Americans who ate a diet rich in animal protein during middle age were significantly more likely to die from cancer and other causes, compared with people who reported going easy on foods such as red meat and cheese, fresh research suggests.
We've all been there, out and about when nature calls. But public restrooms aren't easy to find and businesses have those customers-only signs. This is where AirPNP comes in. It's an app that connects full bladders with bathroom owners willing to share their facilities with strangers, for a small fee. Must have made Mardi Gras a much more pleasant experience this week; 29 people in New Orleans did advertise their porcelain palaces. The going rate, about three bucks.
U.S. Secretary of State John Kerry said all sides agree that the crisis on the Crimean Peninsula must be resolved through dialogue, but he acknowledged there has yet to be one-on-one discussions between Russian Foreign Minister Sergey Lavrov and his Ukrainian counterpart.
Over the last few years an unusual phenomenon has kept popping up in public opinion surveys: Blacks and Latinos have become much more sanguine about the country's prospects as white folks have become more pessimistic. It's a stark reversal of decades of data in which white folks were almost always more optimistic.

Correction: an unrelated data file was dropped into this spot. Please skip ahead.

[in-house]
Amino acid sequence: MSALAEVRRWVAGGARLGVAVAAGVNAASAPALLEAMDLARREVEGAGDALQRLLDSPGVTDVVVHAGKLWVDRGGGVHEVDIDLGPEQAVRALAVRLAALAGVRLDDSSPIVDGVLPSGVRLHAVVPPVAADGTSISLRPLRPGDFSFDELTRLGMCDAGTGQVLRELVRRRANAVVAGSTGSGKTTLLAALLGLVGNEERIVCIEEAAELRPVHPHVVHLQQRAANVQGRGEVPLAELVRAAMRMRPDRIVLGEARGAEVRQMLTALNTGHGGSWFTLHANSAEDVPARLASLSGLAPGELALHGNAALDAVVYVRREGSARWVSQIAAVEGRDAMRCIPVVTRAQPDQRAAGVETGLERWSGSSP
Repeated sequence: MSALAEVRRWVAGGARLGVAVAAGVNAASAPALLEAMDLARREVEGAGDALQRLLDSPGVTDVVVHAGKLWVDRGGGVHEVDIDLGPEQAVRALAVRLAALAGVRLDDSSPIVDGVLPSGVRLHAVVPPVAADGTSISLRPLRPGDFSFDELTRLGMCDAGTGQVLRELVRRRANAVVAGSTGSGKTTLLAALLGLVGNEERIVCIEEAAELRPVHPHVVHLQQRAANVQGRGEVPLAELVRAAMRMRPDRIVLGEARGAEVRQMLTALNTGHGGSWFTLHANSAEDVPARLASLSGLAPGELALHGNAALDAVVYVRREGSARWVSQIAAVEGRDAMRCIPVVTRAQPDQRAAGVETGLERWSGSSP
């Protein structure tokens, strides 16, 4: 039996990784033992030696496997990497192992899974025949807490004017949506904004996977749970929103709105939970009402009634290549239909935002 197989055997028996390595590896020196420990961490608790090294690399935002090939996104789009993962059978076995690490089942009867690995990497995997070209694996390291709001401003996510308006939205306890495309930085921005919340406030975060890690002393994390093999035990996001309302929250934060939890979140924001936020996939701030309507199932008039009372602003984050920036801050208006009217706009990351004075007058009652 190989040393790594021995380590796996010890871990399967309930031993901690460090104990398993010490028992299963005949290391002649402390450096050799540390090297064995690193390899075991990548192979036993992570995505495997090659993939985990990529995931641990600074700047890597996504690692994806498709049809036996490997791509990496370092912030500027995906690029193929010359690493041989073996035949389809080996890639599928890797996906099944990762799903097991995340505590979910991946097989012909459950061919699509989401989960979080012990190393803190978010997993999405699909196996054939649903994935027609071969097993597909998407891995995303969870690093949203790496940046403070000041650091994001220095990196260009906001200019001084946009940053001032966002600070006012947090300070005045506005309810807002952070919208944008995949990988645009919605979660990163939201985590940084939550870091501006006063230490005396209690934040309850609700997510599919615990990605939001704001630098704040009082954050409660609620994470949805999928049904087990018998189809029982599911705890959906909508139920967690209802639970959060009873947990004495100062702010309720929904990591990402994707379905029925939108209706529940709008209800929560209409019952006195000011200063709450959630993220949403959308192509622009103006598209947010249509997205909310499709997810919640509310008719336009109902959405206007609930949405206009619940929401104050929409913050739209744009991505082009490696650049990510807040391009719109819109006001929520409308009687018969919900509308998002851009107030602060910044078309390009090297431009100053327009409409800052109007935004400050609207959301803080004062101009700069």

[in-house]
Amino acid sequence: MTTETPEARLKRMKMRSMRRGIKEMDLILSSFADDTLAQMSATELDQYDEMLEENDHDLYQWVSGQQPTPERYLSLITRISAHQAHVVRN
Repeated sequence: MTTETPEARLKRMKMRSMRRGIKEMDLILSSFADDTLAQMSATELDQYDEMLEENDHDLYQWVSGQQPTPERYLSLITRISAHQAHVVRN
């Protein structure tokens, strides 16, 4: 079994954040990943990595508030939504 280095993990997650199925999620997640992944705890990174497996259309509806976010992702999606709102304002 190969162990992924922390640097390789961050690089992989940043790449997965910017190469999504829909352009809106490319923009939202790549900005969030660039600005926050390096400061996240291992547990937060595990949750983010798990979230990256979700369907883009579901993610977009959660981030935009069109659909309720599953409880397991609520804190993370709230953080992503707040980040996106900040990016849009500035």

An intense campaign is underway for the future of the United Kingdom. On Sept. 18, the people of Scotland will vote on whether to become an independent country. Here are answers to a few key questions about the issue.
1. Why would Scotland want to leave the U.K.?
There are some reasons grounded in logic and others based in emotion.
Steve Inskeep has begun a journey along the U.S.-Mexico border â€” from the Gulf of Mexico to the Pacific Ocean. NPR reporters are also pursuing stories of people, goods and culture crossing the border. Over the next two weeks, the team will be sharing impressions at NPR's On The Road blog as it prepares stories to broadcast on Morning Edition and other NPR programs in late March.